Credit cards are a trap; debt comes easy and tends to stick around for longer than we want to. The ostrich technique doesn’t work here. We need to realize that we have a problem and we need to fix it. If you are here looking for ways to fix this problem, congrats, you are on the right track already!
Before we get to the nitty gritty lets do a practical example. Imagine that you owe money to 4 banks, all with different interest rates:
Bank A: $20.000 – 4.5% Interest rate
Bank B: $5.000 – 2% Interest rate
Bank C: $8.000 – 6% Interest rate
Bank D: $1.000 – 0% Interest rate
Which one would you pay first? Solution at the end!
So how do we pay off debt? Well…
To begin with we need the right mindset. To make sure we pay off that annoying debt we need to take a few things into consideration. First of all, when do we need/want to pay it off? Having a clear goal will help us put things into perspective. Once we have decided what debt we are going to pay first we need to embrace it and really focus on making it happen. If we print our goal and put it on a wall we will see it every day and we will be reminded of what we are working for. Having a clear goal helps a lot!
How many different debts do we have? Having different debts is like having different holes in a boat, we need to know where the holes are, how many and how big they are. If we fail to do this properly we might as well take some diving lessons because our boat will end up sinking real fast.
Do they have different interest rates? Continuing the boat analogy, the interest rates are the speed at which the water is getting into our boat. The majority of financial advisors will tell you that you need to pay off the debt with the biggest interest rate as it makes more financial sense in the long run.
Instead of paying the debts with highest interest some people like to use the ‘snowball effect’ where they start by paying the smaller debts first and then going for the next bigger one, that way they focus on reducing the number of debts they have. Even though this one makes less financial sense it is up to the person and what it is preferred.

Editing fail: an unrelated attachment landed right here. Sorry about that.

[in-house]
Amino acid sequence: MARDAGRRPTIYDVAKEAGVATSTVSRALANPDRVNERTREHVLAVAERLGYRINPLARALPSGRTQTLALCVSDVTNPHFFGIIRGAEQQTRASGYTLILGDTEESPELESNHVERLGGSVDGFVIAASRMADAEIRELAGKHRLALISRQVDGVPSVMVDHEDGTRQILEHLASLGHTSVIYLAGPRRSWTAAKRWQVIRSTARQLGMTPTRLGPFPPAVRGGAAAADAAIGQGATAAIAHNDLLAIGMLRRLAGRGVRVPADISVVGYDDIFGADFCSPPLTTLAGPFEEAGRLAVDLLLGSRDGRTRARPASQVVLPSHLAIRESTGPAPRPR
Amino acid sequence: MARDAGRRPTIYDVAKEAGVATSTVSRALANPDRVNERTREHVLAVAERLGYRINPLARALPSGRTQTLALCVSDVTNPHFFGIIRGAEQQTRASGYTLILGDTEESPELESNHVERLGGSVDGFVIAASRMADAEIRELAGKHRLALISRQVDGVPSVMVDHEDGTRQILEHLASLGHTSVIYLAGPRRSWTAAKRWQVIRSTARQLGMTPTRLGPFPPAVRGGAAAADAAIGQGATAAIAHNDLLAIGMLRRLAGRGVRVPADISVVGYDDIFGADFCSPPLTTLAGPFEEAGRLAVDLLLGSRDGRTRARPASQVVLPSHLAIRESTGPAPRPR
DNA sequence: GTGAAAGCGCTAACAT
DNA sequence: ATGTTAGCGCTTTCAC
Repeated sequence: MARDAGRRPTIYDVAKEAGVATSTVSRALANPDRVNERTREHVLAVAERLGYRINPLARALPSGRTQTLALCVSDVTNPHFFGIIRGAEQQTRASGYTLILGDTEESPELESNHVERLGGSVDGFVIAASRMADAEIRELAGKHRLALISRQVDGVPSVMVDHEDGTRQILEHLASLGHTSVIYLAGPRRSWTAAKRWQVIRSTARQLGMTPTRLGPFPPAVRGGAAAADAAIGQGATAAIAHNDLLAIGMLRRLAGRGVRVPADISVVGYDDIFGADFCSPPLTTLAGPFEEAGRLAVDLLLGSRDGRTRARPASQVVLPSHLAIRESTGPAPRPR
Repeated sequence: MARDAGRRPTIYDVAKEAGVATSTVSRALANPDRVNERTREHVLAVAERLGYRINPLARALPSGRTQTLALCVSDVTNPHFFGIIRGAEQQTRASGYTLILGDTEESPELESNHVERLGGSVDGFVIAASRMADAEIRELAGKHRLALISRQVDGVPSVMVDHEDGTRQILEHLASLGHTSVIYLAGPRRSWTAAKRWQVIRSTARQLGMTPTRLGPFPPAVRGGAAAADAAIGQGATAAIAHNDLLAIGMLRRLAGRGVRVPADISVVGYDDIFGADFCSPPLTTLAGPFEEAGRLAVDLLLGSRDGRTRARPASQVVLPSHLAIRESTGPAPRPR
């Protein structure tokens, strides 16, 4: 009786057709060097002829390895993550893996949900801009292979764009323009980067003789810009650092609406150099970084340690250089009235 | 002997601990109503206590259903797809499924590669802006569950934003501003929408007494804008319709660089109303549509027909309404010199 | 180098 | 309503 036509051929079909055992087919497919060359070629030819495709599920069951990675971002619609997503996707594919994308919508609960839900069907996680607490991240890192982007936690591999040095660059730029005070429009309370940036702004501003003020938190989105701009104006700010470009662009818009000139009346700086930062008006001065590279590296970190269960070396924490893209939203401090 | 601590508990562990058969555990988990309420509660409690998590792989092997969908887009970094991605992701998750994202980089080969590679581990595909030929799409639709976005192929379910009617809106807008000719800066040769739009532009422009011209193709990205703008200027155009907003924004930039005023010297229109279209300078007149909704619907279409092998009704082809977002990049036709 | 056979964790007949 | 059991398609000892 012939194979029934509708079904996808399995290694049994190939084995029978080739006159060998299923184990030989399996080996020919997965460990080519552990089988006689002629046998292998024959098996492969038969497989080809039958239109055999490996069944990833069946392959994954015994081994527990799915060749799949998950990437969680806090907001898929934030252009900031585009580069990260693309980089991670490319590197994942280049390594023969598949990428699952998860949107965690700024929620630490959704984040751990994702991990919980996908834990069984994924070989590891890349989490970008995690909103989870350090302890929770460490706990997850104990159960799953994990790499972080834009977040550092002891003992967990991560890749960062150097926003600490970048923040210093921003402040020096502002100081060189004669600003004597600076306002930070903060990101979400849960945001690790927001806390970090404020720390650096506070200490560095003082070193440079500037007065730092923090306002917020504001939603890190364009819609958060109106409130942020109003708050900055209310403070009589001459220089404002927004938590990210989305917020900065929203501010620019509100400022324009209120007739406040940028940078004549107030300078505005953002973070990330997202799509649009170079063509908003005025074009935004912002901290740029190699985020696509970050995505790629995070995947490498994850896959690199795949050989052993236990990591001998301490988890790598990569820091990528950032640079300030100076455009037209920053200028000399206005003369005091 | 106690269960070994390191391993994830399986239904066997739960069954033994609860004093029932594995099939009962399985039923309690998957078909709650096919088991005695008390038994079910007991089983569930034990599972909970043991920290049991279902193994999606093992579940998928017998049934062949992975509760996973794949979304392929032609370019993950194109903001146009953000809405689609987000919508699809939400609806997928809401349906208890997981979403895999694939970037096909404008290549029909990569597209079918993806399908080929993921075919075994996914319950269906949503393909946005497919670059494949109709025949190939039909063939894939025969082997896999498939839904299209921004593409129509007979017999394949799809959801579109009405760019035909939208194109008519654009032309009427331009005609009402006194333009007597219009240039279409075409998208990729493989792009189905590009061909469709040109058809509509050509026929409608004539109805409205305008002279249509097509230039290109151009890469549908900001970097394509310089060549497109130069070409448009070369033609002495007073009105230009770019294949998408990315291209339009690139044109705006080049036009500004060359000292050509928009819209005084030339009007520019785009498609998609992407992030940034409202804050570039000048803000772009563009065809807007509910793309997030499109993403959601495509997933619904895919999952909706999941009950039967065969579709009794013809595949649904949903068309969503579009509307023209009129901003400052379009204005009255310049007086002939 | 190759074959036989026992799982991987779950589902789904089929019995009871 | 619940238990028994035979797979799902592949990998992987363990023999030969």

To whom do we owe the money? If for whatever reason you owe money to a family member or a friend, this may be the kind of debt you want to pay first as it may have an impact on your personal relationships. These debts might be low on monetary interest but they are high on psychological interest.
So going back to the practical case explained at the beginning, following the 'highest interest rate' approach would:
Bank A: $20.000 – 4.5% Interest rate Pay second
Bank B: $5.000 – 2% Interest rate Pay third
Bank C: $8.000 – 6% Interest rate Pay first
Bank D: $1.000 – 0% Interest rate Pay last
Following the ‘snowball approach’ we would:
Bank A: $20.000 – 4.5% Interest rate Pay last
Bank B: $5.000 – 2% Interest rate Pay second
Bank C: $8.000 – 6% Interest rate Pay third
Bank D: $1.000 – 0% Interest rate Pay first
Now lets imagine that we decide to use the ‘highest interest rate approach’ but we not only owe money to banks, but also to a friend, then we would:
Bank A: $20.000 – 4.5% Interest rate Pay third
Bank B: $5.000 – 2% Interest rate Pay last
Bank C: $8.000 – 6% Interest rate Pay second
Friend: $1.000 – 0% Interest rate Pay first
It is a given that if you are in debt you need to take control over your finances, then you might be interested in:
The 50-30-20 rule, how to manage your money
Rich Dad Poor Dad by Robert Kiyosaki
Thanks for your time and remember, keep growing.